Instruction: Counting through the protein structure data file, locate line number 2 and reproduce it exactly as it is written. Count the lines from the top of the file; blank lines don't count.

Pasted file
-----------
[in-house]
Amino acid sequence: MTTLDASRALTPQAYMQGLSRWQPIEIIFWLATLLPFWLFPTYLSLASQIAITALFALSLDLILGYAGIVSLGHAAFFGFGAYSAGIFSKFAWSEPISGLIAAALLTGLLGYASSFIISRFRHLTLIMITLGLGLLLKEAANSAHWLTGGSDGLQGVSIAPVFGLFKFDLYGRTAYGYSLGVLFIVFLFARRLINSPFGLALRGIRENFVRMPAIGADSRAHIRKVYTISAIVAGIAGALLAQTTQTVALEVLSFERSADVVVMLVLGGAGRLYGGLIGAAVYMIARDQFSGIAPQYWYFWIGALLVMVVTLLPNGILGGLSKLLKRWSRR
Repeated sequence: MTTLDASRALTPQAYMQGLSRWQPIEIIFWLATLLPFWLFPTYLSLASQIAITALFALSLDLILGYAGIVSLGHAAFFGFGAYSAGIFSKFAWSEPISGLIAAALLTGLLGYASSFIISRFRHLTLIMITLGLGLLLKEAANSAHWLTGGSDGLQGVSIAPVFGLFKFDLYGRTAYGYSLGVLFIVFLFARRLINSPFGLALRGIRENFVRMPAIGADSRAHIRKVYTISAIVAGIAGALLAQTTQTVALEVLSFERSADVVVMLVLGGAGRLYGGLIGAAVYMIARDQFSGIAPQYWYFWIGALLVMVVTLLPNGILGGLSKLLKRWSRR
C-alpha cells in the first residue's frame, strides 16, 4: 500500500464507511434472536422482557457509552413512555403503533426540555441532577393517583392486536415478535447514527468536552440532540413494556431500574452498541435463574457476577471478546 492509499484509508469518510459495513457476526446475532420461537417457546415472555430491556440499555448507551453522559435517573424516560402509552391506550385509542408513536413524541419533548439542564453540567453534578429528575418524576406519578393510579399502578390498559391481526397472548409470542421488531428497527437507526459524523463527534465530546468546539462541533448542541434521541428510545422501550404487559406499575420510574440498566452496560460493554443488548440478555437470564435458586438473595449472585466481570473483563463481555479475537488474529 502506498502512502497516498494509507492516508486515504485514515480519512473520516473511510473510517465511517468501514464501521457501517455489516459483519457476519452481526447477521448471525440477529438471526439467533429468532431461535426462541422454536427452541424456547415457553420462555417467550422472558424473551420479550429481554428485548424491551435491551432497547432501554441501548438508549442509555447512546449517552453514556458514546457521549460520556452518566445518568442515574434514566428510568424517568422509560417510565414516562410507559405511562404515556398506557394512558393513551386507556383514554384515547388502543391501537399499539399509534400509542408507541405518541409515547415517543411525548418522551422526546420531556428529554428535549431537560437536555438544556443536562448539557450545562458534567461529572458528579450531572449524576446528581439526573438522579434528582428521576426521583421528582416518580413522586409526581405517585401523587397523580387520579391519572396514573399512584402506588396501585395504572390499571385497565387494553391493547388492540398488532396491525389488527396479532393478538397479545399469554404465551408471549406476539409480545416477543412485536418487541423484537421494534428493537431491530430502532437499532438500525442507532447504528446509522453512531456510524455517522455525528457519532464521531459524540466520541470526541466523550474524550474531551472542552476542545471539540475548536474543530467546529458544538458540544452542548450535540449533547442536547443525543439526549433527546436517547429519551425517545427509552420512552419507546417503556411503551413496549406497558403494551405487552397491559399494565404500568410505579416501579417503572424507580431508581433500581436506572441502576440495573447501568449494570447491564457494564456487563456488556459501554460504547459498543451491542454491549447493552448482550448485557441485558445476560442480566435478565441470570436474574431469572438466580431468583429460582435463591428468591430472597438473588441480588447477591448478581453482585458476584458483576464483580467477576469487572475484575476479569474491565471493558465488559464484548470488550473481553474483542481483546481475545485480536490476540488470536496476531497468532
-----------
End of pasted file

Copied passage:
Amino acid sequence: MTTLDASRALTPQAYMQGLSRWQPIEIIFWLATLLPFWLFPTYLSLASQIAITALFALSLDLILGYAGIVSLGHAAFFGFGAYSAGIFSKFAWSEPISGLIAAALLTGLLGYASSFIISRFRHLTLIMITLGLGLLLKEAANSAHWLTGGSDGLQGVSIAPVFGLFKFDLYGRTAYGYSLGVLFIVFLFARRLINSPFGLALRGIRENFVRMPAIGADSRAHIRKVYTISAIVAGIAGALLAQTTQTVALEVLSFERSADVVVMLVLGGAGRLYGGLIGAAVYMIARDQFSGIAPQYWYFWIGALLVMVVTLLPNGILGGLSKLLKRWSRR